A Project Doomed?

Non-starter The future of the Vizhinjam project looks uncertain
                                           Non-starter The future of the Vizhinjam project looks uncertain.                                                Photo – VV Biju

After taking into account the global bidding process, procedures followed and the Central Vigilance Commission (CVC) guidelines, an empowered committee headed by Chief Secretary Jiji Thompson decided to recommend the lone bid of Adani to the board of Vizhinjam International Seaport Limited (VISL), a special purpose vehicle set up to execute the project. With everything falling in place, the Chandy government quickly awarded the project to Adani.
Meanwhile, Elias John, Vizhinjam Motherport Action Council (VMAC) president, said that the fresh allegation would only delay the implementation of the port project. “For the last 24 years, we have been fighting for the cause. Successive state governments have failed to realise the dream of the people. What we need is political will to make the port a reality.”
Chandy denied allegations of malpractices by saying that the government had nothing to hide and was ready to clarify all issues raised by the opposition. He said it was strange that the CPM was alleging corruption amounting to Rs 6,000 crore for a project that cost Rs 6,700 crore.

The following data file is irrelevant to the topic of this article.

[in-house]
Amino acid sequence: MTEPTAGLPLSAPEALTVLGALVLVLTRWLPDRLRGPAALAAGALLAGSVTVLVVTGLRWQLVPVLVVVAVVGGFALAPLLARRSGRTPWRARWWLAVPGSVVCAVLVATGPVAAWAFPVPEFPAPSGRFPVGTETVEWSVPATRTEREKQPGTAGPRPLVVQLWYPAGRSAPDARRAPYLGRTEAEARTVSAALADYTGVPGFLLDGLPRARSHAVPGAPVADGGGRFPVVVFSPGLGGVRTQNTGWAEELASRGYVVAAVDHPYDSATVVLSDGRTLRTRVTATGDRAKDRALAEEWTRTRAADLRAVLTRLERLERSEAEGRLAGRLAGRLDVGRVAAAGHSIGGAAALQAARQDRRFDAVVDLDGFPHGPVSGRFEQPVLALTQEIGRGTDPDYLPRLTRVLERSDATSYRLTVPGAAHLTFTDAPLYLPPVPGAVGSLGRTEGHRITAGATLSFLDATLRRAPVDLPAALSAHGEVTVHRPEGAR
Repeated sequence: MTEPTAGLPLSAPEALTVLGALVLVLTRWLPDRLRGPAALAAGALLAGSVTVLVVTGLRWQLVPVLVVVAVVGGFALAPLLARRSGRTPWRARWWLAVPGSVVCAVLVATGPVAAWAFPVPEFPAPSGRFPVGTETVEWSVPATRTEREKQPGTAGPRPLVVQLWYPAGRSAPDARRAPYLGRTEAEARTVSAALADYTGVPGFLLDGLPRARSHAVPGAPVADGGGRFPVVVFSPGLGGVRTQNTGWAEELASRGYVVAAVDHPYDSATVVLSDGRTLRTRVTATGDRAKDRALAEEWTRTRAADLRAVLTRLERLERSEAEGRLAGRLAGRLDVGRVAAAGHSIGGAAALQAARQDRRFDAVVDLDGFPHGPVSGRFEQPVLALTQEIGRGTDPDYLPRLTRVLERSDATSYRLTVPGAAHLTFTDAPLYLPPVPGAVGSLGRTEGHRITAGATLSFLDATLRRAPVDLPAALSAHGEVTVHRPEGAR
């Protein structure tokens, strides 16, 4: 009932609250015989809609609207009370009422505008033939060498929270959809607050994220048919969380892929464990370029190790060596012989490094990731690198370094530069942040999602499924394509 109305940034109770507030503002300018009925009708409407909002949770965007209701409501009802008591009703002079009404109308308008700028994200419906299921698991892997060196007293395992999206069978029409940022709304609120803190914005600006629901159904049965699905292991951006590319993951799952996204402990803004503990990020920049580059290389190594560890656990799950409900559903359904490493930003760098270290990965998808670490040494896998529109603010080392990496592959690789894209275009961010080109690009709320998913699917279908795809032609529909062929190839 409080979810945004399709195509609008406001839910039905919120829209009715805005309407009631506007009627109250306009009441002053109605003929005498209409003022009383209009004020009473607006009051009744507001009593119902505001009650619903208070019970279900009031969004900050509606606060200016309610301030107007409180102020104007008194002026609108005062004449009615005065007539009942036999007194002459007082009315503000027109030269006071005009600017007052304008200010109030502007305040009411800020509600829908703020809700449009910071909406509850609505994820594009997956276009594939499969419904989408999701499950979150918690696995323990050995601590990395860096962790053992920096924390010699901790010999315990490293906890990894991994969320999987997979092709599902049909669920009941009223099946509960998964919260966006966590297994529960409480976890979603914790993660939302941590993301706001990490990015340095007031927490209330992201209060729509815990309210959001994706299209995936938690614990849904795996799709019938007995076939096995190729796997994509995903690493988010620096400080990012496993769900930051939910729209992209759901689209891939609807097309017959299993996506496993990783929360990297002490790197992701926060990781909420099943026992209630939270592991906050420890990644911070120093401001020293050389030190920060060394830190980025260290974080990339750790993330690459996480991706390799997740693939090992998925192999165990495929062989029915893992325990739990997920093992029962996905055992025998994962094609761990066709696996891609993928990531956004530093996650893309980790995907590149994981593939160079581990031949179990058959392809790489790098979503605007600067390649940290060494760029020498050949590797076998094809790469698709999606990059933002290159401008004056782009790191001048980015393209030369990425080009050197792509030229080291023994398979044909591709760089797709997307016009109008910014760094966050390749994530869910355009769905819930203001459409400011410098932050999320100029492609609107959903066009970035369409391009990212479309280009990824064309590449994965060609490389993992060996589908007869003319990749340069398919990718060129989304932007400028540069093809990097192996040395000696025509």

Meanwhile, the VISL has clarified that adequate measures had been taken to protect the state’s interest in the revenue share, port estate development, maintenance, and dredging. They said that neither the bidder nor the VISL had done anything against the accepted norms while submitting or recommending the bid for the project. The maintenance and dredging would be the responsibility of the port operator. The port operator would be given the licence to build and operate the port for 40 years, and this included the four years for its construction. However, in the earlier version, the port was to be given on a 30-year lease after construction. The Vizhinjam port, once completed, is expected to dock ships with a capacity to handle upto 18,000 TEU (twenty-foot equivalent units). The project is supposed to take shape on a spread-over area of about 140 hectares of land.
The project, which got environmental clearance in 2013, requires massive displacements and therefore it is likely to affect the fishing community in particular. The government has fixed a compensation of Rs 90 crore for all those who get affected by the seaport project. The UDF government, which is mired in various controversies, has now entered its final year. Critics within the ruling front allege that the government has nothing to show before the state goes to poll early next year and if the Vizhinjam project takes off after more than two decades of delay, the ruling front can easily cash in on the same in the next election. However, with Adani’s entry, the government would find it very difficult to convince the opposition.